Jersey Wooly rabbits are one of the most famous long-haired bunnies. They are easy to handle because of their size, and their coats are easy to groom. These “no-kick bunnies” are suited for first-time owners and families with children. They are also social animals that can get along even with other household pets like cats and dogs.
This blog post will share how you can properly care for Jersey Wooly bunnies. Although they are low maintenance, regular grooming and a proper diet are necessary. Once you give them the best care, they can live longer years than expected.
Facts About Jersey Wooly
|2.5 to 3 lbs
|7 to 10 years
|Agouti, self, shaded, tan, broken, AOV
|French Angora, Netherland Dwarf rabbit
|Best Suited for
|Families with kids, couples, singles, senior citizens, and first-time owners
|New Jersey, United States
Background and History
Unlike the history of other long-haired bunnies, the Jersey Wooly bunnies have a brief one. As its name implies, these bunnies originated in New Jersey. Bonnie Seely crossbred the French Angora with the Netherland Dwarf in the 1970s. She aimed to create a bunny with an easy-to-care coat. The result is a bunny with a small, oblong body and soft wool, known today as the Jersey Wooly.
Seely presented the bunny during the ARBA convention in 1984 in Orlando, Florida. Four years later, the association recognized the Jersey Wooly. The rabbit became popular because of its unique mug head and beautiful coat.
Today, the Jersey Wooly rabbits are famous contenders on rabbit shows. Since fanciers love these bunnies, national, regional, and local organizations were established. One of them is The National Jersey Wooly Rabbit Club
Features of Jersey Wooly Rabbits
A Jersey Wooly rabbit has a compact, semi-arched body that can only weigh up to 1 to 3.5 lbs. Since they are so small, they can fit into the palms. However, its lustrous coat makes it looks bigger than it is. It is similar to a little furry ball when adequately groomed, earning the title “fluffy of the fancy.”
The body and head must be proportionate for rabbit shows. Plus, the shoulder and the hindquarters must have the same width. The senior must be over six months old and weigh less than 3 ½ lbs. For the junior buck and doe, they must be three to six months old with a minimum weight of 1 ½ lb and a maximum weight of 3 lbs.
Besides the size of Jersey Wooly rabbits, they are also known for their square, bold heads. They have erect ears that can grow up to 2.5 to 3 inches long. During judging, the biggest points go to the head and ears. It is considered a fault if the bunny’s head or body is too long or narrow. The ideal length of the ears is 2.5 inches long.
Compared to Angora breeds, the coats of the Jersey Wooly rabbits are easy to maintain. They don’t require shearing or trimming, unlike other long-haired bunnies. But you must still groom them regularly since their furs are very soft, resulting in matting. During their non-shedding season, you can brush their coats at least once a week.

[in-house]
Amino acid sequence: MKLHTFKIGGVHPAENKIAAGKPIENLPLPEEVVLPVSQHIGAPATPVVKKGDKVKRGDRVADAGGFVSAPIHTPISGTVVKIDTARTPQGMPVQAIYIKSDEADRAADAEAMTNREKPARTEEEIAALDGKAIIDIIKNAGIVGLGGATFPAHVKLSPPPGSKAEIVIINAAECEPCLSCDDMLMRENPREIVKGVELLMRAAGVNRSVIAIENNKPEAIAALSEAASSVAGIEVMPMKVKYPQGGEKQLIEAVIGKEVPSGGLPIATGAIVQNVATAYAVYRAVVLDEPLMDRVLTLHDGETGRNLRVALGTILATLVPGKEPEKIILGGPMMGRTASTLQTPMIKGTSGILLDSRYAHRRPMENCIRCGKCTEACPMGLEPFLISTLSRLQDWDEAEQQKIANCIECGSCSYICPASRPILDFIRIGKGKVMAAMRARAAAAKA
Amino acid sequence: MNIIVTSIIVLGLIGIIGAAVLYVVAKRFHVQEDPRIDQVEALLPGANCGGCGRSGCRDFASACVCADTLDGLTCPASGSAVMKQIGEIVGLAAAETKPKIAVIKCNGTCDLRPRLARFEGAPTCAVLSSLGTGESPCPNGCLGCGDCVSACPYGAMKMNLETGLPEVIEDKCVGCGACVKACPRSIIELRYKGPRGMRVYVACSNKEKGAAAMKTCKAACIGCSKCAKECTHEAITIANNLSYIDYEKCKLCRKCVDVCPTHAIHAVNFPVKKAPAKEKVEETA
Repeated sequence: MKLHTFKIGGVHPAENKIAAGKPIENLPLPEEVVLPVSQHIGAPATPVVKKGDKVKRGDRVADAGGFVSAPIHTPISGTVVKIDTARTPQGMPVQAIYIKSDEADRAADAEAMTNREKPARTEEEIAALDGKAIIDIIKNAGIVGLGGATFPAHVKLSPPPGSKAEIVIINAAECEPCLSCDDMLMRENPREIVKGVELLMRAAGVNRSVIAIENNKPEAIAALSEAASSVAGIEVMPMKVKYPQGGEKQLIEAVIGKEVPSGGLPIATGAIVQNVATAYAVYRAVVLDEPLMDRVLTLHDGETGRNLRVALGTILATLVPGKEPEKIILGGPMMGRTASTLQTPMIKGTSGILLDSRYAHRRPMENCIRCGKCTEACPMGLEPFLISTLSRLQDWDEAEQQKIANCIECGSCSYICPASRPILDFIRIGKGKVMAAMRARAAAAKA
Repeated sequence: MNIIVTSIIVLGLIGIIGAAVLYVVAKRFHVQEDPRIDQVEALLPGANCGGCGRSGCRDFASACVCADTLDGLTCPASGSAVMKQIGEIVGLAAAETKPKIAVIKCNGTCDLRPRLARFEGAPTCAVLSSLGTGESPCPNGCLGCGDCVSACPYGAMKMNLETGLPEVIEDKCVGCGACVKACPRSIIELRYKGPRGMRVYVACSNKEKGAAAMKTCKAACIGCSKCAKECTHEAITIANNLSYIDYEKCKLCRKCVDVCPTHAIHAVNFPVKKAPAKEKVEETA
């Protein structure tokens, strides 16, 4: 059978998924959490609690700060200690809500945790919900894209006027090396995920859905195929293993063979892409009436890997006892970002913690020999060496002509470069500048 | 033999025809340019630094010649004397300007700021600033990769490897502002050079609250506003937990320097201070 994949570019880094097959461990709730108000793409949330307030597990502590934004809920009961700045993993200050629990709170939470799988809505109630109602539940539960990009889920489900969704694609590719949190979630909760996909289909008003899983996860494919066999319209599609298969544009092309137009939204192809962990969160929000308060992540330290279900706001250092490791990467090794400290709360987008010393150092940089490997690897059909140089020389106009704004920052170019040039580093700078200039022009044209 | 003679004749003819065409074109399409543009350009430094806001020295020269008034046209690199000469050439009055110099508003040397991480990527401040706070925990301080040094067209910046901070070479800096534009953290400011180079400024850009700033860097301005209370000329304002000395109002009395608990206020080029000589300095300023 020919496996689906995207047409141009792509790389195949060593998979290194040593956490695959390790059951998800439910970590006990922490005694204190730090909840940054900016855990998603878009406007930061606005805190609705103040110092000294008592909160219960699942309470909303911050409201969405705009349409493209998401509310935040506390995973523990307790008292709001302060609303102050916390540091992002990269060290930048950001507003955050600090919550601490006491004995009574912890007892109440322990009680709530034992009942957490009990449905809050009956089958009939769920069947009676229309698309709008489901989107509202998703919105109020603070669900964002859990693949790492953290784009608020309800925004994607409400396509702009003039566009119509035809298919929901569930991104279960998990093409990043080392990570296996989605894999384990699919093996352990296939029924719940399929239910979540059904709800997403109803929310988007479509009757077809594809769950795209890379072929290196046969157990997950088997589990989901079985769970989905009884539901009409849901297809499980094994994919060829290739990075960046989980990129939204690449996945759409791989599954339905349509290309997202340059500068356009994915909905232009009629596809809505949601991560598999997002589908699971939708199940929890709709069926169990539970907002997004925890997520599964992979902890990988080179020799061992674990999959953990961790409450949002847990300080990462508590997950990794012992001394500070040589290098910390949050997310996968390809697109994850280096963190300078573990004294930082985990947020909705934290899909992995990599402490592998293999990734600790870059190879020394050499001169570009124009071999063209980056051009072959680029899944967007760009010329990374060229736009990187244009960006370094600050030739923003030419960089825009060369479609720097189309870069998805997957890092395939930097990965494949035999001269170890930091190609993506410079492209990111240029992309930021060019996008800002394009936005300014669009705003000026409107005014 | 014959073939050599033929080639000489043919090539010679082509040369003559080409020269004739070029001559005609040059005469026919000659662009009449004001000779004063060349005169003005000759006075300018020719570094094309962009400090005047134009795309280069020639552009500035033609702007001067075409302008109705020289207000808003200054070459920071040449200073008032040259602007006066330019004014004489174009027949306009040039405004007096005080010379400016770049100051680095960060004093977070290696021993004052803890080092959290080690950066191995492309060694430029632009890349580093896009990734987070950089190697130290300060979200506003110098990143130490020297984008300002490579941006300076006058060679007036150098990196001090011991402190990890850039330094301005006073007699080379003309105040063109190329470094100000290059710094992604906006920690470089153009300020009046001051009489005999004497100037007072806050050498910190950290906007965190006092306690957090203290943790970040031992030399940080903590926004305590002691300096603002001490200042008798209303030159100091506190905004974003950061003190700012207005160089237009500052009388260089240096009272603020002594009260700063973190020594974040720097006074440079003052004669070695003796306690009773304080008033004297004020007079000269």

The ARBA acknowledged the six patterns of the Jersey Wooly’s coats: agouti, broken, self, shaded, tan, and AOV. Below are the colors under these varieties:
|Chinchilla, squirrel, chestnut, opal
|Any color with white
|Blue-eyed white (BEW), Ruby-eyed white (REW), chocolate, black, lilac, blue
|Sable point, Siamese sable, seal, tortoiseshell, blue tortoiseshell, smoked pearl
|Chocolate silver marten, lilac silver marten, blue silver marten, sable marten, black silver marten, black otter, blue otter
|Pointed white blue, pointed white black
Temperament and Behavior
Jersey rabbits are “no-kick bunnies” since you rarely see them bite or kick their owners. Since they are docile and playful, these furry pets are popular with kids and adults alike. They are ideal pets for families with children. However, it would be best to supervise your kids when handling them. The dwarf size of these bunnies makes them more fragile than larger breeds. Mishandling may result in stress, leading to severe health issues.
These bunnies are also perfect for seniors and singles who are looking for pets they can cuddle. Naturally affectionate, Jersey Wooly rabbits love to snuggle with their owners. They also like to sit on the lap of their furry parents. Your bunny will appreciate it if you give it unrestricted access to your home.
As social animals, Jersey Wooly bunnies love to have some rabbit companions. If you’re keeping this bunny, keep at least two or three of its kind. Once they get along with their partners, they become inseparable. Before introducing a new match to your Jersey Wooly, you may want to put it in a different cage. Give it some time to know its new partner.
Although these rabbits can get along with other pets, you don’t want to introduce them to your cats and dogs. Because they are small, they can easily be attacked by predators. If you only have one Jersey Wooly, make sure you give it the attention it needs.
Grooming Jersey Wooly Rabbits
A Jersey Wooly has a coat that is easy to groom since shearing and trimming are unnecessary. When they are in non-molting season, you only have to brush their coats at least once a week. Bunnies with ruby-eyed whites and broken patterns need to be groomed more often. It is because their coats are thicker and denser than the agoutis.